Hybrid Stress

Teacher comments on hybrid learning strategies

Hybrid Stress

Isaac Hudson, Publication Editor

It’s no secret that a lot of the students at BVHS do not prefer the hybrid model over a fully in-person or all online schedule. 60% of surveyed students said they preferred to be all in-person or all online over 40% who prefer hybrid. It seems that a lot of the frustrations students have with the hybrid schedule are mirrored by the struggles that it has put on teachers, which many students often forget.

With the constant burden of lesson planning and grading assignments, Latin teacher Joseph McDonald feels hybrid has not advantaged anyone involved.

“The pressure that it puts on me as a teacher, with the planning in hybrid mode, has forced me to reevaluate lesson planning, strategies and things that I want to do,” McDonald said. “That’s going to be an effect that will carry back into a full in-person setting. It’s probably a benefit [to me right now], even if it’s not a net benefit [overall]. That pressure makes you rethink things that you otherwise wouldn’t be inclined to rethink.”

There are lots of assignments and activities that McDonald simply cannot incorporate with his classes due to the hybrid format.

“[Aspects such as] the basic language practice — that is in many ways the bread and butter of the Latin classroom — [are] just impossible online,” he said. “In a hybrid format, [they] have to be greatly curtailed.”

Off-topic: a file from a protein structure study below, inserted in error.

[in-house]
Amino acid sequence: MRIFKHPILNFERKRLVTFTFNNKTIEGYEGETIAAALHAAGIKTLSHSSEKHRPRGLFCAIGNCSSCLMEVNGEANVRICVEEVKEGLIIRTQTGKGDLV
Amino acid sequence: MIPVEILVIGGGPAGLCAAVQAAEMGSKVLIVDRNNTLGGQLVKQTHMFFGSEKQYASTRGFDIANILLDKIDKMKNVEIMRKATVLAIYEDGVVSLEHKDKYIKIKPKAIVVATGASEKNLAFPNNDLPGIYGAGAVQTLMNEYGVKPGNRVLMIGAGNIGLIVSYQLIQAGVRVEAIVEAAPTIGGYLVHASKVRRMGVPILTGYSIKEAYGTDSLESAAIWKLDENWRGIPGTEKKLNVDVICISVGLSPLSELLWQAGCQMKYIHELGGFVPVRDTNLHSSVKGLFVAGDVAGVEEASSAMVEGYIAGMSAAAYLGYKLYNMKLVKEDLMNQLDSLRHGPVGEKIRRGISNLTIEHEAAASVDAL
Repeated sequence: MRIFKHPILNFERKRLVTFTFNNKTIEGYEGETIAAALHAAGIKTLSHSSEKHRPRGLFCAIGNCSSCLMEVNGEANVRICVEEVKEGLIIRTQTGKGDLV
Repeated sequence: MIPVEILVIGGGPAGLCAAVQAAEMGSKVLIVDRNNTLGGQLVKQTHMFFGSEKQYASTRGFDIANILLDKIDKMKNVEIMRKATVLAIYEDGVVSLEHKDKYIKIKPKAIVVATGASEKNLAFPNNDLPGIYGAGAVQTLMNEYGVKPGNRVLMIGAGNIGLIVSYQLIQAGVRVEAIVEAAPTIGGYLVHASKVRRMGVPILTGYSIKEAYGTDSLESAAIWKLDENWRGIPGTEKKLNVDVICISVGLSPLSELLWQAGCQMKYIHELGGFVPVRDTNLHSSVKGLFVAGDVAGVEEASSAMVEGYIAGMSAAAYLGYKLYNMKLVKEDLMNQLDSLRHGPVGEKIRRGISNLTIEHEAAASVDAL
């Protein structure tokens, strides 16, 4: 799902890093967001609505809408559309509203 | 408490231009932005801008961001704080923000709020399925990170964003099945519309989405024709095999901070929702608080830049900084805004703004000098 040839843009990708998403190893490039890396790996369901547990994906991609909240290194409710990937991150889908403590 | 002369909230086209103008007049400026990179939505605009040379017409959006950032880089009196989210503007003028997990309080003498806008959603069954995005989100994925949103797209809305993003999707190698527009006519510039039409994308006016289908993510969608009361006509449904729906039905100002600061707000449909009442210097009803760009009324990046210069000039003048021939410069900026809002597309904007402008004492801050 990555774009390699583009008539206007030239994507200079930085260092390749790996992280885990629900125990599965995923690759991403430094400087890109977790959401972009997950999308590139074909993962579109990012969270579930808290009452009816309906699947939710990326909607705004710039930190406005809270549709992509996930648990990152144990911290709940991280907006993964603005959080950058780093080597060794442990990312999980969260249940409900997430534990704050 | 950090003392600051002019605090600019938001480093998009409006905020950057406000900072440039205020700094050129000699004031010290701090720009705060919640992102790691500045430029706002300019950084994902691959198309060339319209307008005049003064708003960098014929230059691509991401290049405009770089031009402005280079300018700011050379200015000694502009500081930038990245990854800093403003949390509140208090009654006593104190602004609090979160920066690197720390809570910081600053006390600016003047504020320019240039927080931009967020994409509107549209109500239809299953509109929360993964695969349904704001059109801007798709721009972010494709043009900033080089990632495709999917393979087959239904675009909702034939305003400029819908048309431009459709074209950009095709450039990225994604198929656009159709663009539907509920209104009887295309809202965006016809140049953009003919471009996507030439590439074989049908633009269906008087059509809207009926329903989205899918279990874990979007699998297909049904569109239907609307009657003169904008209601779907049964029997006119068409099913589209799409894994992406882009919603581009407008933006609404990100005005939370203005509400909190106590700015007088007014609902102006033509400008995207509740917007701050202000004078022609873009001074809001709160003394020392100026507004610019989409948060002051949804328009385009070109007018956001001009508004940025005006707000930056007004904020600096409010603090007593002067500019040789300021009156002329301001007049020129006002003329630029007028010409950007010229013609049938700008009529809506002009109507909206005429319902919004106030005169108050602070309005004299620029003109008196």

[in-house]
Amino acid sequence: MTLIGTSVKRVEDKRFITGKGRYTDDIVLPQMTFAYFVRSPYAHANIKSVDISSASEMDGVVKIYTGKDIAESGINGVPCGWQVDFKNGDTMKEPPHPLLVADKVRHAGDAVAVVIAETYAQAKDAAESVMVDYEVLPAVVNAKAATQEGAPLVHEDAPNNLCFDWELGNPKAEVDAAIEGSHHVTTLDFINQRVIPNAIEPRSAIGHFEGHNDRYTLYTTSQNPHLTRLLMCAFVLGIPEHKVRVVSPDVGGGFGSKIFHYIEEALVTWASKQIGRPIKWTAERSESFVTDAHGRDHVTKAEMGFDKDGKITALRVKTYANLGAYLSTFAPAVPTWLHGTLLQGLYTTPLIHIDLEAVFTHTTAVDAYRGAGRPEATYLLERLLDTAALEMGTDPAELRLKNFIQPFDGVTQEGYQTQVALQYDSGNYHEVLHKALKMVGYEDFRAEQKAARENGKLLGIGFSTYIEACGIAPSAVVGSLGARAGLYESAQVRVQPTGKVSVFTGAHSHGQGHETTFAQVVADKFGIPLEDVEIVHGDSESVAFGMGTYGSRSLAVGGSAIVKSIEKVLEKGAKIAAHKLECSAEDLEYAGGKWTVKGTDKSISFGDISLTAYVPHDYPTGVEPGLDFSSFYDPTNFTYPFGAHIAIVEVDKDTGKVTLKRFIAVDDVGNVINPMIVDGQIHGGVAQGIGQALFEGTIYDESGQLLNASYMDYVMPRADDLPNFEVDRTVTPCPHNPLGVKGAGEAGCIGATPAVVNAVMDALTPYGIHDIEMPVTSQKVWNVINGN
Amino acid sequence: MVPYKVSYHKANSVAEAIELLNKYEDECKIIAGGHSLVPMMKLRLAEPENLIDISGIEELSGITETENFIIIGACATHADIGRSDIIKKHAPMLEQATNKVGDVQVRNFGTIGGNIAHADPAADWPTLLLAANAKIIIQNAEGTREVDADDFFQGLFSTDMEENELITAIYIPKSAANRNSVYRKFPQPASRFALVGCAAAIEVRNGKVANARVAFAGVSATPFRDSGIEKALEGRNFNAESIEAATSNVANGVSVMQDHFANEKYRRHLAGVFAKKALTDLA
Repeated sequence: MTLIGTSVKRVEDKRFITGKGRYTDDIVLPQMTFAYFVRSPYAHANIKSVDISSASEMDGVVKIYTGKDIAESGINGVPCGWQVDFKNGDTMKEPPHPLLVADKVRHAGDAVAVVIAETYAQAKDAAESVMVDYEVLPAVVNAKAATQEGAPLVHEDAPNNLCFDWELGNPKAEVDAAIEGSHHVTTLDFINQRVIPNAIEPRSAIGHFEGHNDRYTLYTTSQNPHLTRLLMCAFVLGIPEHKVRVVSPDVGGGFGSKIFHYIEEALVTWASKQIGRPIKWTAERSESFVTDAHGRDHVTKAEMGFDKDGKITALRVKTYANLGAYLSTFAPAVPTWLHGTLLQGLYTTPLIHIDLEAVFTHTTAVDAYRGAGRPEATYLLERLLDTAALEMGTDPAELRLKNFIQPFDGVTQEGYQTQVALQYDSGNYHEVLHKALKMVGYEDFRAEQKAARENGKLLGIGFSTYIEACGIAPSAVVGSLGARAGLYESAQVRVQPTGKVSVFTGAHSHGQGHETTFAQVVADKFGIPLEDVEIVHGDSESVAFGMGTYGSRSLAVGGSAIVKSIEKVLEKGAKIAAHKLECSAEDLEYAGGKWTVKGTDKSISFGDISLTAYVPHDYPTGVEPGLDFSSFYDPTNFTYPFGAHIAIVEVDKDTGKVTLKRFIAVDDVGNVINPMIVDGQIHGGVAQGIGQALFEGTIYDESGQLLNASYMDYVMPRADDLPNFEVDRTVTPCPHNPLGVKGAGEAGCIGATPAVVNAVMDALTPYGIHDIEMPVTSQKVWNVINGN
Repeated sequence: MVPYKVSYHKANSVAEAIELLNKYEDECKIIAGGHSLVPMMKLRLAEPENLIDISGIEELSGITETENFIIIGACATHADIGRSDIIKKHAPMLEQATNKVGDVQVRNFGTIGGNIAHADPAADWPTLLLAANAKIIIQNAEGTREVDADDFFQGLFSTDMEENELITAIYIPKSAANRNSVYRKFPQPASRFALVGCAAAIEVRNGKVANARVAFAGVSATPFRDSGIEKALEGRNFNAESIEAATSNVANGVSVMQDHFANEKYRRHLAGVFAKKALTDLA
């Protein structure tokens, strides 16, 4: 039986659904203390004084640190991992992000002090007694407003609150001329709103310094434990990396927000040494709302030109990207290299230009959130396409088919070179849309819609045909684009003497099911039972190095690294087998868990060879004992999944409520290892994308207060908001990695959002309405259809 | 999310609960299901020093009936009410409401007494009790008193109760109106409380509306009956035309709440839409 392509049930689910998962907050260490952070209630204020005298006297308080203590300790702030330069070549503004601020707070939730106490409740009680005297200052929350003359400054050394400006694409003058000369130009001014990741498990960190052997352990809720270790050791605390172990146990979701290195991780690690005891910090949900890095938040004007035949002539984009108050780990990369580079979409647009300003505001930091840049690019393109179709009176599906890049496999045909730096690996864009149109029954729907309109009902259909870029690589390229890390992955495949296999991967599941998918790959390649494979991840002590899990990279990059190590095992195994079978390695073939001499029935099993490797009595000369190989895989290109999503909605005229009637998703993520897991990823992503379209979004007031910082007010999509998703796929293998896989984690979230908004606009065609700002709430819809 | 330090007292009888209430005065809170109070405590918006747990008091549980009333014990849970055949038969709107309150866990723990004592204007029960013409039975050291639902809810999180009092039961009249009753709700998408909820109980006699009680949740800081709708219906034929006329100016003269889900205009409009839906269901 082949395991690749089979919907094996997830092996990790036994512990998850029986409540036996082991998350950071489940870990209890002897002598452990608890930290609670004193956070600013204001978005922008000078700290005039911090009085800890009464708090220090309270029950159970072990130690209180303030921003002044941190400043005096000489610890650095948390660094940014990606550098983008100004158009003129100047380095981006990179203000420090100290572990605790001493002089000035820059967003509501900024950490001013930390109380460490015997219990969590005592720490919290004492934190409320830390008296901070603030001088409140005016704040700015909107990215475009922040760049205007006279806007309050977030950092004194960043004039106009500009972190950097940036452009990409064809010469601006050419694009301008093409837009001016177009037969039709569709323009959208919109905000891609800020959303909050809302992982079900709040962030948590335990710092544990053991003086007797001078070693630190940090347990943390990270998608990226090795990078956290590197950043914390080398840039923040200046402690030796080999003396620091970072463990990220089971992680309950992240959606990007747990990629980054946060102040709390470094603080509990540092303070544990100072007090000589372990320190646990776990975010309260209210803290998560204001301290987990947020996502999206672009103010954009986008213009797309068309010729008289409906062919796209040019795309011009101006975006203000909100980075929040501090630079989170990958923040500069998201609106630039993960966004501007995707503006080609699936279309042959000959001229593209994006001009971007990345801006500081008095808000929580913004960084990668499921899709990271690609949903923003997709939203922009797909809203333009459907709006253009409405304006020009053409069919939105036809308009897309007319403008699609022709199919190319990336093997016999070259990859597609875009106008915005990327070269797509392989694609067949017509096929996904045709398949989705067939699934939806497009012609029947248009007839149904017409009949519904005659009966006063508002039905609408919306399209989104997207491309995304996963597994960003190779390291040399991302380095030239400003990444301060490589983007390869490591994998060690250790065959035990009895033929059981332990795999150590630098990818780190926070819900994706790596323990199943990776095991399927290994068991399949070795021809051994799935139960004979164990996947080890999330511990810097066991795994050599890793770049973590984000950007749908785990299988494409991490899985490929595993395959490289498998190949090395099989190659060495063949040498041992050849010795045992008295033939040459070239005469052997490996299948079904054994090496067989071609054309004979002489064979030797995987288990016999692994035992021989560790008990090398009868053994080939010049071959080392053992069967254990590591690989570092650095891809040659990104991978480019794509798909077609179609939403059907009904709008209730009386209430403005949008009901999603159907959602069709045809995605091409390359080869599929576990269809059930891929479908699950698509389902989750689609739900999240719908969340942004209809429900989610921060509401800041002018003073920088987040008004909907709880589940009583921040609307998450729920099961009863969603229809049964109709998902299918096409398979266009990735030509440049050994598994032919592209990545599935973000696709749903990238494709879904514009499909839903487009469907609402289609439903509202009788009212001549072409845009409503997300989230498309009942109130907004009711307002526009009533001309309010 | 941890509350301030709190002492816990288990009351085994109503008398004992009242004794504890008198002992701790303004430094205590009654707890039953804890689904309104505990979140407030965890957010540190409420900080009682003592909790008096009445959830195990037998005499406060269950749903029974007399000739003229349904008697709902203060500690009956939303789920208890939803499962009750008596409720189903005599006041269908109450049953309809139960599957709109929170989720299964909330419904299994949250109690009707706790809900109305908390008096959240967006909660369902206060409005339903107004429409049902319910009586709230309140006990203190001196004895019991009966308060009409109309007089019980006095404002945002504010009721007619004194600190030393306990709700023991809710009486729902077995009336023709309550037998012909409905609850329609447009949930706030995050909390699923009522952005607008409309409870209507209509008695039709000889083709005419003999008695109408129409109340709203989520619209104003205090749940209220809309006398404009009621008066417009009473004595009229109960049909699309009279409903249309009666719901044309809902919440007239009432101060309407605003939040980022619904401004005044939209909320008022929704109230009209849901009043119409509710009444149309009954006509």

McDonald teaches several Latin classes every day and has witnessed first-hand how the stress affects his pupils.

“It’s not because what I’ve been asking of students has been more difficult,” McDonald said. “If it’s an assignment that you have to turn in, and you’re sitting in your basement versus when a teacher is standing right in front of you, it’s a lot easier to ignore it. I totally get that — it’s kind of endemic to the format.”

This year, McDonald believes students abuse their leverage of turning in late assignments and still being able to get partial or even full credit.

“…with the planning in hybrid mode, [it] forced me to reevaluate lesson planning, strategies and things that I want to do.””

— Joseph McDonald, Latin teacher

“I imagine it’s frustrating for everybody to have low grades, but it’s mostly because students didn’t do something,” McDonald said. “It’s easier for them to make it up at the end of the year, term, unit or whatever. That’s a positive thing, but unfortunately, it’s cheating students of the education in timeliness and punctuality — which is one of the big benefits of an institutional school.”

With new responsibilities and academic restlessness imposed on him due to the hybrid format, McDonald describes the difficulty of establishing lessons.

“[Planning] has been really, really affected,” he said. “That’s a pretty bland way
of putting it. It’s been much more difficult because having to plan for students being out of class versus in class is challenging to say the least.”

McDonald said there have been a few benefits and positive outcomes from the hybrid school format.

“I think in some ways it makes aspects of the lessons easier because it incentivizes [me to do] things like making a video to introduce or summarize a lesson, and that can help students who use that resource. It also pushed me to use other tools [and] capabilities of Canvas and similar platforms. [It has pushed me to] use them more than I would have been inclined to otherwise outside of the hybrid format.”